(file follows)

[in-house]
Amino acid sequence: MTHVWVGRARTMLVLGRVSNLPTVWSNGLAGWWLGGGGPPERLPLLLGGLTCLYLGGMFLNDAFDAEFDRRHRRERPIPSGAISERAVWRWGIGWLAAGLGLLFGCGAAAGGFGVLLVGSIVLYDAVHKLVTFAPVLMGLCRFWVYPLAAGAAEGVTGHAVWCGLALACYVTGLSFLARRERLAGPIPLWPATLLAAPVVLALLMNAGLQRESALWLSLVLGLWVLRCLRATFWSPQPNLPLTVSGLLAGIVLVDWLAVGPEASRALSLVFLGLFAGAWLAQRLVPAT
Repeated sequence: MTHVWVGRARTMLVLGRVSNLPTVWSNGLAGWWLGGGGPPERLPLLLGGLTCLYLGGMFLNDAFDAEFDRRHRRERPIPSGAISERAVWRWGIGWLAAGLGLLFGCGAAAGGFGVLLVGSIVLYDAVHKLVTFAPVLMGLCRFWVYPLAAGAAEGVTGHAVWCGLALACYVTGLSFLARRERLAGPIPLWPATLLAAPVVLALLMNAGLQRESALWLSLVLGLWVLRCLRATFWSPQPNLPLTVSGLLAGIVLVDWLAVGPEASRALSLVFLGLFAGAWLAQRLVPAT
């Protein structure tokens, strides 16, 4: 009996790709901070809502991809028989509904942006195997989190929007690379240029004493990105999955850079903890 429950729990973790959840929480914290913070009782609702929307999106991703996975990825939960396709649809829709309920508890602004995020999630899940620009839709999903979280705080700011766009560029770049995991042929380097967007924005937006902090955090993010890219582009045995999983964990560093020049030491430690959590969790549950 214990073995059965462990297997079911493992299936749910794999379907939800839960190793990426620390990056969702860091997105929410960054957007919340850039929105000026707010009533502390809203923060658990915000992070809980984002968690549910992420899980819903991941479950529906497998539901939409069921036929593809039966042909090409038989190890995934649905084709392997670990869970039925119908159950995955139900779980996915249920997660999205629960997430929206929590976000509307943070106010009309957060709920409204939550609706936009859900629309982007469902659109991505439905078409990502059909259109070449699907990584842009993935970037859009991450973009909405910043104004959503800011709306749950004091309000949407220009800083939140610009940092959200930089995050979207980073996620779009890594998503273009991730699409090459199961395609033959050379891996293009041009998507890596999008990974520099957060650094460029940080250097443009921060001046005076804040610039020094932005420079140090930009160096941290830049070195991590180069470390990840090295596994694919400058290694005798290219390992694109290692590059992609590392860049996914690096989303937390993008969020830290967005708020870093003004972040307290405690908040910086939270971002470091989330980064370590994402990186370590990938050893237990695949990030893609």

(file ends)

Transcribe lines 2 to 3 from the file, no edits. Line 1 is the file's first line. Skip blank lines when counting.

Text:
Amino acid sequence: MTHVWVGRARTMLVLGRVSNLPTVWSNGLAGWWLGGGGPPERLPLLLGGLTCLYLGGMFLNDAFDAEFDRRHRRERPIPSGAISERAVWRWGIGWLAAGLGLLFGCGAAAGGFGVLLVGSIVLYDAVHKLVTFAPVLMGLCRFWVYPLAAGAAEGVTGHAVWCGLALACYVTGLSFLARRERLAGPIPLWPATLLAAPVVLALLMNAGLQRESALWLSLVLGLWVLRCLRATFWSPQPNLPLTVSGLLAGIVLVDWLAVGPEASRALSLVFLGLFAGAWLAQRLVPAT
Repeated sequence: MTHVWVGRARTMLVLGRVSNLPTVWSNGLAGWWLGGGGPPERLPLLLGGLTCLYLGGMFLNDAFDAEFDRRHRRERPIPSGAISERAVWRWGIGWLAAGLGLLFGCGAAAGGFGVLLVGSIVLYDAVHKLVTFAPVLMGLCRFWVYPLAAGAAEGVTGHAVWCGLALACYVTGLSFLARRERLAGPIPLWPATLLAAPVVLALLMNAGLQRESALWLSLVLGLWVLRCLRATFWSPQPNLPLTVSGLLAGIVLVDWLAVGPEASRALSLVFLGLFAGAWLAQRLVPAT